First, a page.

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Jeff Bezos launches $10 billion Bezos Earth Fund

Jeff Bezos
Amazon CEO Jeff Bezos speaks at the Amazon Spheres in 2018. (GeekWire Photo / Kurt Schlosser)

Amazon CEO Jeff Bezos says he’s launching a $10 billion Bezos Earth Fund that will issue grants aimed at addressing climate change — a move that comes less than a month after hundreds of Amazon employees criticized what they saw as the company’s weak commitment to tackling the issue.

Bezos, who’s the world’s richest individual with a net worth estimated at nearly $130 billion, unveiled his philanthropic initiative in an Instagram post.

“Climate change is the biggest threat to our planet,” he wrote. “I want to work alongside others both to amplify known ways and to explore new ways of fighting the devastating impact of climate change on this planet we all share.”

He said the first grants to scientists, activists and non-governmental organizations would be issued this summer.

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Alexa, who’s your favorite Star Trek captain?

When the actor who plays the boss’ favorite Star Trek captain drops in at the office, it’s best to agree with the boss. Even though Amazon’s Alexa is just a computerized voice assistant, she clearly understands that much.

That’s basically how things went down today when Amazon CEO Jeff Bezos dropped in at the Seattle office where comedy writers come up with bon mots for Alexa … with Patrick Stewart, who plays Captain Jean-Luc Picard, at his side.

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Jeff Bezos announces Blue Moon lander team

Jeff Bezos
m Blue Origin founder Jeff Bezos discusses his space ambitions during a fireside chat at the International Astronautical Congress in Washington, D.C. (GeekWire Photo / Alan Boyle)

WASHINGTON, D.C. — Amazon billionaire Jeff Bezos says his Blue Origin space venture is heading up a team of top space companies — including Lockheed Martin, Northrop Grumman and Draper — to build a landing system to take NASA astronauts to the moon as early as 2024.

“This is a national team for a national priority,” Bezos said here at the International Astronautical Congress, where he received the International Astronomical Federation’s first Excellence in Industry Award on Blue Origin’s behalf.

Blue Origin would serve as the prime contractor for the lander project, with its Blue Moon lander serving as the heart of the system.

Bezos said Northrop Grumman, which built the lunar lander for the Apollo program a half-century ago, would be responsible for the orbital transfer vehicle that would take astronauts from a moon-orbiting Gateway platform to a lower lunar orbit.

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Jeff Bezos touts space postcard campaign for kids

Jeff Bezos and kids
Amazon CEO Jeff Bezos, the founder of Blue Origin, checks out some of the postcards submitted for spaceflight as part of his nonprofit Club for the Future campaign. (Jeff Bezos via Twitter)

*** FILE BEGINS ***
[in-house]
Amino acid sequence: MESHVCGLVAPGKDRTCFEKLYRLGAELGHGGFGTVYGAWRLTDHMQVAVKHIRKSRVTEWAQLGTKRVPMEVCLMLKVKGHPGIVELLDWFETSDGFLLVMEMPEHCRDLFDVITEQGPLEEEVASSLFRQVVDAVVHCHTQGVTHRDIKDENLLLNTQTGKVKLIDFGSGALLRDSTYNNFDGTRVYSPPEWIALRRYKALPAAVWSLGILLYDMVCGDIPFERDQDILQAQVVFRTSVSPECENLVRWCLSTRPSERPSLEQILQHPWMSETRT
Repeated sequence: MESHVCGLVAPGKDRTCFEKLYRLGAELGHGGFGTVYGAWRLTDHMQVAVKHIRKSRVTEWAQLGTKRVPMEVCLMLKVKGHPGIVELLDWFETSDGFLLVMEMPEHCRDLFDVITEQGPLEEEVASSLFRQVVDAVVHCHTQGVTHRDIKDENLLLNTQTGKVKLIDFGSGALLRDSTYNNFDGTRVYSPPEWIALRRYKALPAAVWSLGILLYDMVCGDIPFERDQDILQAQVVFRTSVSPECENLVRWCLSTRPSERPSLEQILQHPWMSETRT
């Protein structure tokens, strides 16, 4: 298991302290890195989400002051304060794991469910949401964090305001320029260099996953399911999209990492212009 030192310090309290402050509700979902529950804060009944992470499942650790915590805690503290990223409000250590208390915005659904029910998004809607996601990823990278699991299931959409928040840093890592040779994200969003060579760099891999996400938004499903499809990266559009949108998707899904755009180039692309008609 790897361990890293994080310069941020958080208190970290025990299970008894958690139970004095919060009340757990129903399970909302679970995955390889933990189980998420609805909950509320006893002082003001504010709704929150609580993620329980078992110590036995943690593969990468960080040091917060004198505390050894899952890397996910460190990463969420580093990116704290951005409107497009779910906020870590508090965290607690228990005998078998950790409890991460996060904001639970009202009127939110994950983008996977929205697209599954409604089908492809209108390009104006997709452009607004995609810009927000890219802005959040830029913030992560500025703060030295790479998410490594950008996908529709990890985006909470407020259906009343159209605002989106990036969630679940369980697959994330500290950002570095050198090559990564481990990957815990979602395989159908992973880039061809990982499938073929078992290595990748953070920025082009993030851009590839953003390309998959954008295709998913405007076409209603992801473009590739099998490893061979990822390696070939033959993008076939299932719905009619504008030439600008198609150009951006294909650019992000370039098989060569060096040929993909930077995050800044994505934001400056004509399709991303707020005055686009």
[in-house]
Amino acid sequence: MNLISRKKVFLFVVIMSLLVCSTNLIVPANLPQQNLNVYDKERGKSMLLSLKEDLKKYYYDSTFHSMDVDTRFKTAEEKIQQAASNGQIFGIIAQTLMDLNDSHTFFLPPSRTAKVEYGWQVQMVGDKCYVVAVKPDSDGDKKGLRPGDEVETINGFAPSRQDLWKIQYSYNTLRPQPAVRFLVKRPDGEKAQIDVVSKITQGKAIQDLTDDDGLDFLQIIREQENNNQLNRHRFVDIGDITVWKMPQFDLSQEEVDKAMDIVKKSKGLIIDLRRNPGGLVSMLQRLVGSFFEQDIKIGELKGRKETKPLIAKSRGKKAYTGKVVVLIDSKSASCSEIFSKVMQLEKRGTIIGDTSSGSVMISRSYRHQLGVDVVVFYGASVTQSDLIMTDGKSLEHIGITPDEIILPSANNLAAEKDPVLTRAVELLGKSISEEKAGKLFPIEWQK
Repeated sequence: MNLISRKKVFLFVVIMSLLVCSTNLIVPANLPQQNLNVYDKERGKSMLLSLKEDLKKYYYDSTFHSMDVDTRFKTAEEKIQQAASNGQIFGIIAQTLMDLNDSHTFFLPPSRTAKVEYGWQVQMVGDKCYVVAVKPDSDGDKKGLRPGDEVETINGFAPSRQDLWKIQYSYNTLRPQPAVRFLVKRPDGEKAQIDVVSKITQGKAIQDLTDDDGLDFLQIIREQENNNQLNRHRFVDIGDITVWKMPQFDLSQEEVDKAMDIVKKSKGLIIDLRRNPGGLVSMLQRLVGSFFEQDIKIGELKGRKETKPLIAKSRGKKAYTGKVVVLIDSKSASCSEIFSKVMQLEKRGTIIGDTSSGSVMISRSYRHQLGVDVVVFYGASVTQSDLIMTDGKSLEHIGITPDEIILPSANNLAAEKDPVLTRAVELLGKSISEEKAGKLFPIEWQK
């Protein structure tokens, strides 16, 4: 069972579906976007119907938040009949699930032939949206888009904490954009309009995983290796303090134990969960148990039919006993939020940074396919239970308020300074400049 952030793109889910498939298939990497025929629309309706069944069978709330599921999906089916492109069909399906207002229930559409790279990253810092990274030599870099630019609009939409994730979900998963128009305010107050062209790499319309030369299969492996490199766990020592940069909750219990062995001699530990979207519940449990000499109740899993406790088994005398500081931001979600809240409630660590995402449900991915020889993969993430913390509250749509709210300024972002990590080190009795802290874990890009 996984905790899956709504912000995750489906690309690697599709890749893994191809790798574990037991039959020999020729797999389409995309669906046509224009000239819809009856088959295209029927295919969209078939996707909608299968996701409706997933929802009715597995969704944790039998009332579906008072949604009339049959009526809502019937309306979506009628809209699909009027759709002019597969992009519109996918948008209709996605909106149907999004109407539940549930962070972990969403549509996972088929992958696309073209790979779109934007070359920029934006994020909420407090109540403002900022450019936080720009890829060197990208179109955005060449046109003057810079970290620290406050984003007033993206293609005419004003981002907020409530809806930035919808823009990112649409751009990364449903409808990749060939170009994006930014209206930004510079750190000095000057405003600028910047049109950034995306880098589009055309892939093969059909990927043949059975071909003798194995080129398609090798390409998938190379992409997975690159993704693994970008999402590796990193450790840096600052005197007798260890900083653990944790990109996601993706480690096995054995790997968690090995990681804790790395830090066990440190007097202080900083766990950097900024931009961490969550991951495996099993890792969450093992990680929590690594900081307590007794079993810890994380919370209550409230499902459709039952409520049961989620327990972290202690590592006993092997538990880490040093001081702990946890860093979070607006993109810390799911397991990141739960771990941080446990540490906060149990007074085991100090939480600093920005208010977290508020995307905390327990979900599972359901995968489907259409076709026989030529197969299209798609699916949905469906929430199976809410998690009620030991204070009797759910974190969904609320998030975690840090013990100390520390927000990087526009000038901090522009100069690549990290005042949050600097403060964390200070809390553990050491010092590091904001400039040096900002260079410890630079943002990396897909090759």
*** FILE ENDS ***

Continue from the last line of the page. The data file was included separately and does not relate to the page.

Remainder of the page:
When Amazon CEO Jeff Bezos unveiled a mockup of Blue Origin’s Blue Moon lunar lander in May, he also unveiled a more down-to-earth enterprise: the Club for the Future, a nonprofit effort aimed at promoting science education through fun space-oriented projects.

Its first project? A campaign to solicit postcards that would be flown into space aboard Blue Origin’s suborbital New Shepard rocket, and then sent back to the kids who submitted them.

Today in a tweet, Bezos says thousands have responded so far.

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Jeff Bezos touts full-power rocket engine test

Blue Origin engine test
Blue Origin’s BE-4 rocket engine fires at full power during a test in Texas. (Blue Origin Photo)

Amazon billionaire Jeff Bezos is showing off a picture of his Blue Origin space venture’s BE-4 rocket engine going full blast during a hot-fire test in Texas.

“BE-4 continues to rack up time on the test stand,” Bezos said in an Instagram post accompanied by a picture of today’s full-power engine test.

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Jeff Bezos sizes up the past and present space race

Caroline Kennedy and Jeff Bezos
Jeff Bezos checks out a framed facsimile of a note bearing the signatures of three Mercury astronauts, given as a gift by Caroline Kennedy. (JFK Library Foundation Photo / Tom Fitzsimmons)

Back in 1962, President John F. Kennedy said he chose to have Americans go to the moon not because it was easy, but because it was hard. Today, billionaire Jeff Bezos said it’s still hard — and in some ways, it’s even harder than it was in the ’60s.

Bezos, the world’s richest person by virtue of his status as the founder of Amazon and the Blue Origin space venture, laid out his argument during a discussion with the late president’s daughter, Caroline Kennedy, at the John F. Kennedy Presidential Library and Museum in Boston.

Today’s “JFK Library Space Summit” was a daylong affair that drew luminaries ranging from Apollo 11 astronaut Mike Collins to Boeing CEO Dennis Muilenburg.